Minister invites industry to come up with low-carbon concepts to be judged by the public

The government has revealed that it will hold a two-stage design competition for the five eco-towns to be built by 2016.

Architects, urban designers and planners have been invited to contribute to an “ideas competition” ahead of a more specific design competition to develop the towns themselves.

It is understood that the first phase will call for general ideas that could be adapted to the towns, including low-carbon technologies.

Launching the competition, Yvette Cooper, the housing minister, said juries made up of members of the public in the areas concerned would help judge the entries from a shortlist of 10 drawn up by Cabe, the RIBA and the Prince’s Foundation.

Cooper said: “We don’t want each town to be the same, but instead to reflect the history and character of each local area. This is why it is crucial we involve local people.”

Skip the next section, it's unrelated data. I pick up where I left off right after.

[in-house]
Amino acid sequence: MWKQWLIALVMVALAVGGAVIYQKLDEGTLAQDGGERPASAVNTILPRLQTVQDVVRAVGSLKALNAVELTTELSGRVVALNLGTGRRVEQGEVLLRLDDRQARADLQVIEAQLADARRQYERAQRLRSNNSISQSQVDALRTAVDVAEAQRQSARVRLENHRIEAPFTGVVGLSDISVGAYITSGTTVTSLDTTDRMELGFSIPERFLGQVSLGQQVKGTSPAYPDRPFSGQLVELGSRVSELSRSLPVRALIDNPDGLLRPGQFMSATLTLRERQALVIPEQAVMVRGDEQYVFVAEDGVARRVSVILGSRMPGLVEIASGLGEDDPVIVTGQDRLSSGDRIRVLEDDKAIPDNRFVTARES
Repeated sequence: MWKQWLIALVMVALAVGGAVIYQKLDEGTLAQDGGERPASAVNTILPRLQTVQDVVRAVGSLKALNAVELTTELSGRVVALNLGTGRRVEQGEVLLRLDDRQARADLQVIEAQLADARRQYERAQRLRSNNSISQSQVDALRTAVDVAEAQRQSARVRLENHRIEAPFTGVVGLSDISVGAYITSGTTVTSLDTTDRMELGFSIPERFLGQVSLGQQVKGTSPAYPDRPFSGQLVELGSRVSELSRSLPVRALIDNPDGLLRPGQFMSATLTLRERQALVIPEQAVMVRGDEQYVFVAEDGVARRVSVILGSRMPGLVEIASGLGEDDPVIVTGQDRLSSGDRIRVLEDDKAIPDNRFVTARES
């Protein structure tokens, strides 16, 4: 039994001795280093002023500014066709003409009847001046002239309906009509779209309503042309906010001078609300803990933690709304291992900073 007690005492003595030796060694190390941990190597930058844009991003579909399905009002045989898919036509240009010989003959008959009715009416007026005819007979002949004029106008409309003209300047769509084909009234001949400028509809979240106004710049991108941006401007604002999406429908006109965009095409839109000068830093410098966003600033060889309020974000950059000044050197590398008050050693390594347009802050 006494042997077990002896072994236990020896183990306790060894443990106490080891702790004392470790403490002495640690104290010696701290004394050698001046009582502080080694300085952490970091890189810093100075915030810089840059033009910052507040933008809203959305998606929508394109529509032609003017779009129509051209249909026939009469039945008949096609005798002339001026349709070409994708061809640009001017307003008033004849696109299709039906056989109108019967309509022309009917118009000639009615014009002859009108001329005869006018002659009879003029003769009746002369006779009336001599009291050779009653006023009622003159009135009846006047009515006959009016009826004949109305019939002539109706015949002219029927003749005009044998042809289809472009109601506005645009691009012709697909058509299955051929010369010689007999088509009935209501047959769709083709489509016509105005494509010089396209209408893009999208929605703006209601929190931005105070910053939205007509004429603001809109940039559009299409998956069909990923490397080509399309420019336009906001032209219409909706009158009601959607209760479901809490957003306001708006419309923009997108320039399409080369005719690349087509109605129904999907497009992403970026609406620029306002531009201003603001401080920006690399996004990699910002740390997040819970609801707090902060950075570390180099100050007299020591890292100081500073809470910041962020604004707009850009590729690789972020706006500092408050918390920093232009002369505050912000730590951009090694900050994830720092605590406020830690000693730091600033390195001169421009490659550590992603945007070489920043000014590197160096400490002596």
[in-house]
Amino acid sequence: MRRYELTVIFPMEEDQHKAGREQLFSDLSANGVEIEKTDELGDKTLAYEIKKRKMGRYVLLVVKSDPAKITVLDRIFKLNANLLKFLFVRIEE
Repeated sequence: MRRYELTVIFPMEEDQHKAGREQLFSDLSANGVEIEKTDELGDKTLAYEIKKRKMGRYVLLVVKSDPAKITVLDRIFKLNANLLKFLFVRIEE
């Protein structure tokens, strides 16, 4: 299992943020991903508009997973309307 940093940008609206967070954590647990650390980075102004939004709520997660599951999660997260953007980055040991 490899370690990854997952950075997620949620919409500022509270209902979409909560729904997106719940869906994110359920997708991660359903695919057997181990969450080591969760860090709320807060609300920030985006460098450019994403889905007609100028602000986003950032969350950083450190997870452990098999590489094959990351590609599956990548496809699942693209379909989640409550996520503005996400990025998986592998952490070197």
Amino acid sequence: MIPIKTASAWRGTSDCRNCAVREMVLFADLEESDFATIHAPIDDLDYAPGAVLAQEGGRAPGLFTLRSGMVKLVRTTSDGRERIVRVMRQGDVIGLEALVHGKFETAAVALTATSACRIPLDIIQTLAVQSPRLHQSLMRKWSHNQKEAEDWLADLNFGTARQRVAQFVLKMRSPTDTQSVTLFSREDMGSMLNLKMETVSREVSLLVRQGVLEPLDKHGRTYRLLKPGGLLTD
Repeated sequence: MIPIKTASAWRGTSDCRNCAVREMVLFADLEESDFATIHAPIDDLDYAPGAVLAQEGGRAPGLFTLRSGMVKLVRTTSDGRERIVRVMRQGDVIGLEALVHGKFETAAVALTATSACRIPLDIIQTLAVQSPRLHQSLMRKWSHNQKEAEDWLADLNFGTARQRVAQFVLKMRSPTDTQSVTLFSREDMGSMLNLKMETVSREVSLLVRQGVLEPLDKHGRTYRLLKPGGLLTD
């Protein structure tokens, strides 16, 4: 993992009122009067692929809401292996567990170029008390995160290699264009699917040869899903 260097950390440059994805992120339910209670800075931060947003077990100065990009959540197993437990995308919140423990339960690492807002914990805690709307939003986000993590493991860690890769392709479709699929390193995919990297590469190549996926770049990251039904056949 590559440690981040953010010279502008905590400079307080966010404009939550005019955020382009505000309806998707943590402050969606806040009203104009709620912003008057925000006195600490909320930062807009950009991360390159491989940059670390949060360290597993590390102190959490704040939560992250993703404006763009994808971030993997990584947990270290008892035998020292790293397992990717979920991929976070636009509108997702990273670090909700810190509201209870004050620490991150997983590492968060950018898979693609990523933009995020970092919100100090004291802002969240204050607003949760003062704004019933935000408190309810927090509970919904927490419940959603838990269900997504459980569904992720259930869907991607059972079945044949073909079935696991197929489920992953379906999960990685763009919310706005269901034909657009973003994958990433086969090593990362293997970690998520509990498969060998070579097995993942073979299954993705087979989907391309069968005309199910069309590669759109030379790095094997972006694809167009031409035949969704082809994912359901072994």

More than 30 councils are understood to have expressed an interest in the eco-town programme, although so far only Trafford and Wirral have publicly confirmed this.

Meanwhile, Cooper has told Cambridgeshire council that a plan to build an eco-town at Northstowe, announced by prime minister Gordon Brown in May, will not be eligible for the scheme as it is already in planning.

Cooper has also made a pronouncement on the Merton Rule initiative, which allows councils to impose their own sustainability requirements. In a letter to Merton council, the housing minister said a proposal to require new commercial buildings to reduce carbon emissions by 10% through on-site renewable energy, had acted as a “real incentive”.

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